The administration of the tax, however, presents some difficulties, which can be solved by appropriate skills and procedures. The Colombian experiment suggests that the tax requires the following: (1) careful study of the projects to determine those that will create an increase in site value at least equal to the cost of the projects; (2) careful costing of projects; (3) freedom to establish formulas for apportioning the tax among property owners; (4) prompt construction of projects; and (5) prompt collection of all taxes assessed on the property owners during the execution of the project.

Taxes related to motor vehicle ownership and use, such as automotive taxes, constitute another potentially important source of revenue for local governments that is often neglected in developing countries. There are three main arguments in favor of this kind of taxation (see Bahl and Linn (1992) and also Box 4).

  • it is a rapidly growing tax base;
  • it allows local governments to match the costs on local governments due to automobile use; and
  • it helps to control automobile use and the social costs produced.

Automotive taxes are also appealing from the equity point of view. In fact, they may improve the distribution of income.


Local taxes are a powerful instrument for accountability of local governments. Their use is subjected to increasing constraints, however, owing to the high mobility of persons and goods and to the unevenness of spatial growth, which enhances differences among local governments in their taxing power. Great care has thus to be exerted, when thinking about possible reforms of local tax systems, in the choice of proper taxes. Analysis of the existing tax systems shows that most industrial countries rely alternatively for the financing of their local governments on two kinds of taxes, namely, the personal income tax and the property business tax. The personal income tax is very attractive from the local government’s point of view. Its potential revenue is large and buoyant. Some provisions have to be made, however, in order to face some of the problems created by their use at the local level, like the disparities in their potential and their procyclical character.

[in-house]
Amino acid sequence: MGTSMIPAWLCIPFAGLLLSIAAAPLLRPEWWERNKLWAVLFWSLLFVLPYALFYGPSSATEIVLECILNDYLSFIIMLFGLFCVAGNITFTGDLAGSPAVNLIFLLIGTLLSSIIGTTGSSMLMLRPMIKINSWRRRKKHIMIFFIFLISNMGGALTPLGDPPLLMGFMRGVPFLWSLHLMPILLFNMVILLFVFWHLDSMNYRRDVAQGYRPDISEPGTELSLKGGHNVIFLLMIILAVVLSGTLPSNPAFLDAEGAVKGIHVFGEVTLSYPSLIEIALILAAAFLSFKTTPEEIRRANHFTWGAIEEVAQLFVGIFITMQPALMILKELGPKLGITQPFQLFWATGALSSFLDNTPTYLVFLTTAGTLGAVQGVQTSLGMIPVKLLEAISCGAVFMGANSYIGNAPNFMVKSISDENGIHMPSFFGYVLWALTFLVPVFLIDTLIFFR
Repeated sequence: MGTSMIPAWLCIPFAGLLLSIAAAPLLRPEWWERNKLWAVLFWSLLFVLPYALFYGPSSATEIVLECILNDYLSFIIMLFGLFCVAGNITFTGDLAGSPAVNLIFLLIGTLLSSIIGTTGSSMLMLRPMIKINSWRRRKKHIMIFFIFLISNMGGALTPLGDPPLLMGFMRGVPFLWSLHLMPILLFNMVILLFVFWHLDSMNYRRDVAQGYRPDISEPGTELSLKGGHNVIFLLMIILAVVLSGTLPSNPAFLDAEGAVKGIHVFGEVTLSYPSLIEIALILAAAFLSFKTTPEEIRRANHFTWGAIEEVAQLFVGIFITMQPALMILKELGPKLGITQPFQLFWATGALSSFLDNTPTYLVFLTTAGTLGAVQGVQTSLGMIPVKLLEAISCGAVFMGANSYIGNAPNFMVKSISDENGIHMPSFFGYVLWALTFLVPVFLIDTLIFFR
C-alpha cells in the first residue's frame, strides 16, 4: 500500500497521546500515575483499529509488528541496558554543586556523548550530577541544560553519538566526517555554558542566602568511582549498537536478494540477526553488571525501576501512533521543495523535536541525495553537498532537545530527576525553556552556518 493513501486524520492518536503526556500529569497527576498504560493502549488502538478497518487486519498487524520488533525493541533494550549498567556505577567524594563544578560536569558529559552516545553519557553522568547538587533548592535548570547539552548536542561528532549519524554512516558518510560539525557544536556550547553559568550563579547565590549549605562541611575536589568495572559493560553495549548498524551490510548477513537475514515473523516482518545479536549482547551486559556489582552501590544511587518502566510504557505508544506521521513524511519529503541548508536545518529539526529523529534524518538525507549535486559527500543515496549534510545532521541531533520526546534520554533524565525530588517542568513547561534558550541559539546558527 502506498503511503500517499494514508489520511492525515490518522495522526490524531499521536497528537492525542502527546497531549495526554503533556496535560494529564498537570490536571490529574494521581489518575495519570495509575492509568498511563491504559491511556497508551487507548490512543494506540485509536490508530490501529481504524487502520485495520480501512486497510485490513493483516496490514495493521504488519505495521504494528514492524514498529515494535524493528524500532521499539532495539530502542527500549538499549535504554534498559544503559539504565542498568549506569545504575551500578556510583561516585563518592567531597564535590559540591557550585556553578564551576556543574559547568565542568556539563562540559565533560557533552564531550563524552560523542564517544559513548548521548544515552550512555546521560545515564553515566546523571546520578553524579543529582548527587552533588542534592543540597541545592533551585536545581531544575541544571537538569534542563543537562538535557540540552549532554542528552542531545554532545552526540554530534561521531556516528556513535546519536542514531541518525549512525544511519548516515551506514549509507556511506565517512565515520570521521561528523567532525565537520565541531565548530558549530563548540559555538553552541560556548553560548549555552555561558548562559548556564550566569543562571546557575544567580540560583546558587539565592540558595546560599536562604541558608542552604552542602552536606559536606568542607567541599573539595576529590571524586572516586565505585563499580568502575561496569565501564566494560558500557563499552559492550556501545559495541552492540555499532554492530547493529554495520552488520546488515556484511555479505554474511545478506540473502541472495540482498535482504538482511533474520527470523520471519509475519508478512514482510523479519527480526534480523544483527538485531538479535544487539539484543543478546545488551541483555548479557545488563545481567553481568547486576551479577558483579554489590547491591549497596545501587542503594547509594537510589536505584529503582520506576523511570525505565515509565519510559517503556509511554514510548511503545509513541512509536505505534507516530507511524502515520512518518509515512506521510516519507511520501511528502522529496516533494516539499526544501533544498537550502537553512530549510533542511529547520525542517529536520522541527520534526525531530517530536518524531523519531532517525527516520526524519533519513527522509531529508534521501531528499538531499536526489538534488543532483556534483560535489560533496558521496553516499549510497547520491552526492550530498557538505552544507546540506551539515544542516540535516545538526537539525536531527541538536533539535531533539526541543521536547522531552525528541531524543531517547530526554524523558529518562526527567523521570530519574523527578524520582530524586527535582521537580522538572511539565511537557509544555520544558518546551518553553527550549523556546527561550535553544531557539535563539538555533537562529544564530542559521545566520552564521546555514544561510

Some countries that have used the property tax for a long period, like the United Kingdom and Ireland, tried to replace the tax with other instruments but have reverted to it subsequently. Many Mediterranean countries have recently decided to increase their reliance on this kind of tax for financing their local governments.

Some attention has been devoted to business taxes, which are still (or even increasingly) popular in continental Europe, as a way to balance tax revenues coming from individuals with those levied on businesses. This balancing allows equalization of the tax potential of residential areas with that of industrial and tertiary areas. While implementation may pose difficulties in developing countries, such taxes may be thought of as a proxy for the use of local services by businesses.